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A 25th Anniversary Q&A about Hubble with NASA’s Jennifer Wiseman

The Hubble Space Telescope began its mission in 1990. On April 24, 2015 the telescope celebrated its 25th anniversary. To commemorate the anniversary, Dr. Jennifer J. Wiseman, a senior astrophysicist and Senior Project Scientist for the Hubble Space Telescope at NASA's Goddard Space Flight Center in Greenbelt, Maryland recently answered some questions.

Dr. Jennifer Wiseman
Dr. Jennifer Wiseman is NASA’s Senior Project Scientist for the Hubble Space Telescope at NASA's Goddard Space Flight Center, Greenbelt, Maryland.
NASA/Ed Campion

Q: How is the Hubble Space Telescope significant after 25 years?

A: Hubble is still on the forefront of scientific discovery and exploration. Thanks to the repeated servicing of the telescope by astronauts over the years, and in particular the last servicing mission in 2009, the observatory is very scientifically powerful, making new discoveries and scientific advances in everything from solar system dynamics to the large scale structure of the universe. This is showing that partnerships between science and astronauts can achieve great advancements for science and human discovery.

Q: What are some of Hubble’s biggest discoveries?

A: Some of the biggest Hubble discoveries include…

- Measurement of the expansion rate and age of the universe, and even the recent detection (working along with premiere ground-based telescopes) of acceleration in that expansion, caused by mysterious "dark energy" that appears to be pushing the universe apart.

Q: What will history say about Hubble?

A: Hubble will go down in history as having "changed the textbooks" by totally revolutionizing humanity’s view of the universe, and our place in it.

Thanks to its orbit in space above the Earth's atmosphere, Hubble has been able to get beautifully sharp images and precise scientific data revealing a universe full of activity. It has shown us that galaxies in the universe have changed over the billions of years of cosmic time, producing stars that over time produce heavy elements needed for planets and life. It has also shown us exquisite beauty in the universe, in everything from galaxies to glowing nebulae to planetary atmospheres in our own solar system.

Q: What does the future hold for Hubble?

Dr. Jennifer Wiseman being interviewed by NPR
Geoff Brumfiel, science correspondent for NPR interviewing Dr. Jennifer Wiseman at the Hubble Master Control Center about managing day-to-day operations and science.
NASA/Ed Campion

A: The last servicing mission in 2009 was very successful, thankfully. As a result, Hubble has a suite of several powerful scientific instruments and is more scientifically productive than ever. Hubble is expected to continue to provide valuable data until at least 2020 or years beyond, and NASA scientists are exploring options for the best scientific use of Hubble in its remaining years ahead. Hubble will stay in orbit for a long time. However, in some future decade, NASA will put it out of commission, either boosting it to a storage orbit at a higher altitude, or gently guiding it into the ocean safely, but that won't be until at least the 2030s, long after Hubble has finished producing science.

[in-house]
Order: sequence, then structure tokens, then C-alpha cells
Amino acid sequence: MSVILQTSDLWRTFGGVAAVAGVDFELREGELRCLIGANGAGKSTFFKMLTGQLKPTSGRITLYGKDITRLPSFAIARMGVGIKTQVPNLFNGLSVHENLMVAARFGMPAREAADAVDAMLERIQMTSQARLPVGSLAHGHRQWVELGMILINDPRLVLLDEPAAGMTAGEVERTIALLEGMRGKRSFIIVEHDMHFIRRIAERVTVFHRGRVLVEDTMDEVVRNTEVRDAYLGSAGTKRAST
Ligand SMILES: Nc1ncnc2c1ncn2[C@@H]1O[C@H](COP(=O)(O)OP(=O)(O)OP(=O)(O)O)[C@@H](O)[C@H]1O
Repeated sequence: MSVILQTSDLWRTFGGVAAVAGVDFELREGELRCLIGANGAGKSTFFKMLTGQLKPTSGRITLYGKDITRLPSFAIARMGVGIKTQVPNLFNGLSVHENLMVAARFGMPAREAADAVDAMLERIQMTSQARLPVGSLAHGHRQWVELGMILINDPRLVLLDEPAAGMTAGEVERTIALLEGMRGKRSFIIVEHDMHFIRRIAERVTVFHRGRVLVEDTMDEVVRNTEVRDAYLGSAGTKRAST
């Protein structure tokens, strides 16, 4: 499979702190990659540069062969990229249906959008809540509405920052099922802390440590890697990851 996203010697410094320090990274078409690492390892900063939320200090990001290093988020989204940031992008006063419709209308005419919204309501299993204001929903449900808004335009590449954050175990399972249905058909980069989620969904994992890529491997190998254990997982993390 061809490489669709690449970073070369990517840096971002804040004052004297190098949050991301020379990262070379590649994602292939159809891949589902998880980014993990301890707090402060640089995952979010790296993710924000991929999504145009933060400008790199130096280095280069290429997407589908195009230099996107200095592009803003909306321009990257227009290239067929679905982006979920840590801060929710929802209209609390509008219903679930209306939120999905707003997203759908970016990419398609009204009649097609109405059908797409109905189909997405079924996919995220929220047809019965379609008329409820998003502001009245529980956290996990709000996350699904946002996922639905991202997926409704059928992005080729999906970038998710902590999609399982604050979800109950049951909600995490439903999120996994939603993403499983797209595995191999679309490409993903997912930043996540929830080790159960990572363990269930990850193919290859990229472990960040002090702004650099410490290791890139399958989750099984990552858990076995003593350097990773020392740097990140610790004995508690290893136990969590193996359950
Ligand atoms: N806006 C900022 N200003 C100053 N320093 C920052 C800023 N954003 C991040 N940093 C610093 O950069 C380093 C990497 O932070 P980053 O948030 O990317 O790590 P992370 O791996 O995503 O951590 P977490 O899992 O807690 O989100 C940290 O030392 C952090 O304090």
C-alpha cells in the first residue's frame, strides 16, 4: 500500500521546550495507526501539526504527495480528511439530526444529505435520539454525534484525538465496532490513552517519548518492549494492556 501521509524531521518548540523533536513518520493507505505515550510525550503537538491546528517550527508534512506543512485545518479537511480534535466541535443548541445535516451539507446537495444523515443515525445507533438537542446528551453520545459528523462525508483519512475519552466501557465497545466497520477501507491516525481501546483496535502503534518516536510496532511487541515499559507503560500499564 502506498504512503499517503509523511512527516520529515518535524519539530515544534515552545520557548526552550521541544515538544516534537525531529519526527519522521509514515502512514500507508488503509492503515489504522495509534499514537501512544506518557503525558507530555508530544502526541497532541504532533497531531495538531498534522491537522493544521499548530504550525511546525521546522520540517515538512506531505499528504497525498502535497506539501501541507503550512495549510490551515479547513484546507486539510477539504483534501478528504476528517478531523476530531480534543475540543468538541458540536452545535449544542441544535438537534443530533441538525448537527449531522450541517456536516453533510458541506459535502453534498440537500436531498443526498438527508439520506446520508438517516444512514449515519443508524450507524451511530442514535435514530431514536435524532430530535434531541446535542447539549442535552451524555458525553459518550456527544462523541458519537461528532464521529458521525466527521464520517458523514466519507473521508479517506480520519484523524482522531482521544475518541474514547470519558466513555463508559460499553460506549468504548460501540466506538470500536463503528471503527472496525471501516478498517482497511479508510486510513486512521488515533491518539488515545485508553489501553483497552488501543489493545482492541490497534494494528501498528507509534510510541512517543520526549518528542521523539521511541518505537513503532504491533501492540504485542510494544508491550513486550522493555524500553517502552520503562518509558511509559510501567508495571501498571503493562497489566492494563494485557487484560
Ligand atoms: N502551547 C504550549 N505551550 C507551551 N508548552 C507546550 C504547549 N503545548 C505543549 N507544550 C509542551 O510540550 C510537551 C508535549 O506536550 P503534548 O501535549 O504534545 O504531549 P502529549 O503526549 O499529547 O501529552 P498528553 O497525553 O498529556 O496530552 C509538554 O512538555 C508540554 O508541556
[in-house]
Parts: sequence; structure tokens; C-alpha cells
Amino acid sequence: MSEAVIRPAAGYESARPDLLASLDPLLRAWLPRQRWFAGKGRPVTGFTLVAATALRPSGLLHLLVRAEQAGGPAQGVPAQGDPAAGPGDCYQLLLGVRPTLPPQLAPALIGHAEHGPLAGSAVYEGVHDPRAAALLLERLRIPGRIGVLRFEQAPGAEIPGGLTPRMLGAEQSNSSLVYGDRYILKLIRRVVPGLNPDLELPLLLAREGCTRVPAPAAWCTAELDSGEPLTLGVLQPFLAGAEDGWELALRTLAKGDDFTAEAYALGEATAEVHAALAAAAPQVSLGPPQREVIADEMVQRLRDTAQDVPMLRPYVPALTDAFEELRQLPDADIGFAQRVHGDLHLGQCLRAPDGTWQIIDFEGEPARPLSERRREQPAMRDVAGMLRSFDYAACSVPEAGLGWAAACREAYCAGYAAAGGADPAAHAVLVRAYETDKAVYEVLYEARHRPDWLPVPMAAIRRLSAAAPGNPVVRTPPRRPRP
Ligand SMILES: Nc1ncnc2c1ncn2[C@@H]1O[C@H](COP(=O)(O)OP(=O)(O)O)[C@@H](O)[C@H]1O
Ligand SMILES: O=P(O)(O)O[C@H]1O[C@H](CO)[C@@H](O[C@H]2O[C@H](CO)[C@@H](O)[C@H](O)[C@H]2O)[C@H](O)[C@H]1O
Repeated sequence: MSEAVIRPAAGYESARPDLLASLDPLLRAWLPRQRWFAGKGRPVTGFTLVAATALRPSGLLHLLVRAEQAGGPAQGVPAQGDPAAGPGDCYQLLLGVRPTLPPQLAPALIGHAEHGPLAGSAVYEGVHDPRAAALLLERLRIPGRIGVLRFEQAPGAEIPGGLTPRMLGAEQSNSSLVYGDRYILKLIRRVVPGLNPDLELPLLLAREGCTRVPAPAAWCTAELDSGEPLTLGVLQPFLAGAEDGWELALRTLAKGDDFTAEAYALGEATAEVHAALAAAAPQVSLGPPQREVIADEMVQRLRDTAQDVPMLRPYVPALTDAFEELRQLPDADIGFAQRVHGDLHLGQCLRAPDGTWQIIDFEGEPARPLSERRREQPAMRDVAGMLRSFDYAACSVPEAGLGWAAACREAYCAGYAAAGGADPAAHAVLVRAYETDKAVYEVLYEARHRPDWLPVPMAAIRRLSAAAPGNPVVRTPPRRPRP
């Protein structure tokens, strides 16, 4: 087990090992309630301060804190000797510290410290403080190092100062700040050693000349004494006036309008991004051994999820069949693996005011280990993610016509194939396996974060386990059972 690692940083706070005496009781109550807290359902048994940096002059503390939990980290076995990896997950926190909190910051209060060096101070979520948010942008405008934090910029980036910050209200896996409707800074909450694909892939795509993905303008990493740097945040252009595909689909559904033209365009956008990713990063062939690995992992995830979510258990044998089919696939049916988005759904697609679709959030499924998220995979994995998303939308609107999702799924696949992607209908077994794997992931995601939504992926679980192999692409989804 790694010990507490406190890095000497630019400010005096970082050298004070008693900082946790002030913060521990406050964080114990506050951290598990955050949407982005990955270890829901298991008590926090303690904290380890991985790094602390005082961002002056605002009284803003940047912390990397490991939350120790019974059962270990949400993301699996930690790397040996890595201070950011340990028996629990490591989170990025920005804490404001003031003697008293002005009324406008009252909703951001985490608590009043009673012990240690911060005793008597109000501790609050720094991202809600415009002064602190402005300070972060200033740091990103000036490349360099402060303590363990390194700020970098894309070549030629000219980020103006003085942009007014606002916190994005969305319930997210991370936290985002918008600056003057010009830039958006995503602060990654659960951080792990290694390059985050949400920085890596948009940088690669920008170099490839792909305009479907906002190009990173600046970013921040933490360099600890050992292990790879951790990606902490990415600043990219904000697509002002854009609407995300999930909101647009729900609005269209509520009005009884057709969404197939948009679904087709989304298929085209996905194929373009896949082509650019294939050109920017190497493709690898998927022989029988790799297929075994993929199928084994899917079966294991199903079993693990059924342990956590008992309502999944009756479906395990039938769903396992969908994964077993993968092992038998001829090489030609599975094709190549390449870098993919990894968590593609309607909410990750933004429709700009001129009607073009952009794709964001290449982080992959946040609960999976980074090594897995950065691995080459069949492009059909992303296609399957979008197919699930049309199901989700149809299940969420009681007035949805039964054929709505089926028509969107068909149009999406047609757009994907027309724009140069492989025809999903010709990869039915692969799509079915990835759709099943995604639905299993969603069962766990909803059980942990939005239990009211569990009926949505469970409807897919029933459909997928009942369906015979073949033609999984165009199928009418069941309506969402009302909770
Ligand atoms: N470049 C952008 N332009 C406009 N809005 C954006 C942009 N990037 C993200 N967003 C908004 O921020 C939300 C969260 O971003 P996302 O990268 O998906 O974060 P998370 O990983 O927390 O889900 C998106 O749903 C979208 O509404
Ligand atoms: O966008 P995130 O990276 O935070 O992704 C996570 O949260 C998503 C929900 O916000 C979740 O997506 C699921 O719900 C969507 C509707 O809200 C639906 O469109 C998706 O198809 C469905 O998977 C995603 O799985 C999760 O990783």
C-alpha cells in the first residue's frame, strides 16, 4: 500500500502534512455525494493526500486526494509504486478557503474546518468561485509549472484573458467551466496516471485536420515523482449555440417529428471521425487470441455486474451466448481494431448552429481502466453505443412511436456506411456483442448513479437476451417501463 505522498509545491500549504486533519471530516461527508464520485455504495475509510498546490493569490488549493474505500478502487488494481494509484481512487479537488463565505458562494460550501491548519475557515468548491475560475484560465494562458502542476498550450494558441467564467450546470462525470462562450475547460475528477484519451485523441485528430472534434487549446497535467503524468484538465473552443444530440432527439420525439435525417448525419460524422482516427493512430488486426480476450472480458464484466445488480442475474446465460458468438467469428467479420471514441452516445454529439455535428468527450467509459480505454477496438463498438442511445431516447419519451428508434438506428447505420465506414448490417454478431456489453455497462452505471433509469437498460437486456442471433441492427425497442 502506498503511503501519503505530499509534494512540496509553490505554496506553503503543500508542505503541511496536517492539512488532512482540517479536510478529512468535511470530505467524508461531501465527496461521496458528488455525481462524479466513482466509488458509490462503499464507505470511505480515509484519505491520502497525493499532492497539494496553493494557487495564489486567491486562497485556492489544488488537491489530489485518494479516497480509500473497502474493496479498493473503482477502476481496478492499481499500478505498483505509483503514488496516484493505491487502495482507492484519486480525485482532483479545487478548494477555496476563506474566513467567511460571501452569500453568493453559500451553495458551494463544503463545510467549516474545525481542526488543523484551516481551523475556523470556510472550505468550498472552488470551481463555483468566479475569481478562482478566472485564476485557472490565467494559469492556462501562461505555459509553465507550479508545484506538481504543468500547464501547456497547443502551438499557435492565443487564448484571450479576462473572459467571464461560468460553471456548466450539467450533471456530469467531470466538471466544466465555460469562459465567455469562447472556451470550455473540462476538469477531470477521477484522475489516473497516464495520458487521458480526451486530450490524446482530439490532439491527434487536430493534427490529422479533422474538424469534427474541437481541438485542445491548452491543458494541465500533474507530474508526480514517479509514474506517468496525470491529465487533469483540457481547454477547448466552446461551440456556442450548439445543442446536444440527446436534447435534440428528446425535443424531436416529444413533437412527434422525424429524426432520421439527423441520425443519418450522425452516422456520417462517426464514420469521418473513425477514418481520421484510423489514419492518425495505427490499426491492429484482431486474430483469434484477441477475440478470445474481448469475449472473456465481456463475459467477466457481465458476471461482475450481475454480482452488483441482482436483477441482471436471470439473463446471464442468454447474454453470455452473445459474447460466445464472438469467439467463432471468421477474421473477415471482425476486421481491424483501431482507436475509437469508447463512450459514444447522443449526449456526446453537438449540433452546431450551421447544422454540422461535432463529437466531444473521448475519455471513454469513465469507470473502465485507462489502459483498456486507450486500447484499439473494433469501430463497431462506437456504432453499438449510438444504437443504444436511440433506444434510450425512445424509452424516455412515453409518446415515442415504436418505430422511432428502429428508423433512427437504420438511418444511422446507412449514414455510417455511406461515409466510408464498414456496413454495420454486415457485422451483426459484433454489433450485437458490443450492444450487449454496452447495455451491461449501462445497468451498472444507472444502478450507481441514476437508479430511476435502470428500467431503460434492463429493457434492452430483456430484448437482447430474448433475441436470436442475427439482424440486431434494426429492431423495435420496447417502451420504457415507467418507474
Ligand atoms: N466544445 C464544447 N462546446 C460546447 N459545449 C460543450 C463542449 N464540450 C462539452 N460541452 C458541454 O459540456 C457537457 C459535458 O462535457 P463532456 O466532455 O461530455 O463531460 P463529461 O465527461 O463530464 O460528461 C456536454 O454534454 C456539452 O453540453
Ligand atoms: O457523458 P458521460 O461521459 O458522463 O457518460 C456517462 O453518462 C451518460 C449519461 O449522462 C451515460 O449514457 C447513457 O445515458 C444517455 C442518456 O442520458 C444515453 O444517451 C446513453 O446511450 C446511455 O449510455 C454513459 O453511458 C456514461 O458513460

Q: Can Hubble be repaired?

A: Right now the Hubble is operating beautifully. In the future, we don't have any capability to send astronauts since we don't have the shuttle program in place.

So, we are using the telescope to the fullest extent and hope that the telescope will operate at least until 2020 and probably many years beyond that.

Dr. Jennifer Wiseman is NASA’s Senior Project Scientist for the Hubble Space Telescope. She previously headed NASA Goddard's Laboratory for Exoplanets and Stellar Astrophysics. She studies star forming regions of our galaxy using radio, optical, and infrared telescopes, with a particular interest in how infant stars develop in dense interstellar clouds. She is also interested in science policy and public science outreach and engagement.

The Hubble Space Telescope is a project of international cooperation between NASA and the European Space Agency. NASA's Goddard Space Flight Center in Greenbelt, Maryland, manages the telescope. The Space Telescope Science Institute (STScI) in Baltimore conducts Hubble science operations. STScI is operated for NASA by the Association of Universities for Research in Astronomy, Inc., in Washington.

Where can I find images and more information about Hubble and its discoveries?

You can find spectacular images and information about the Hubble Space Telescope at: http://hubblesite.org or www.nasa.gov/hubble

For Hubble's 25th Anniversary Events throughout 2015, visit: http://hubble25th.org/


Rob Gutro
NASA's Goddard Space Flight Center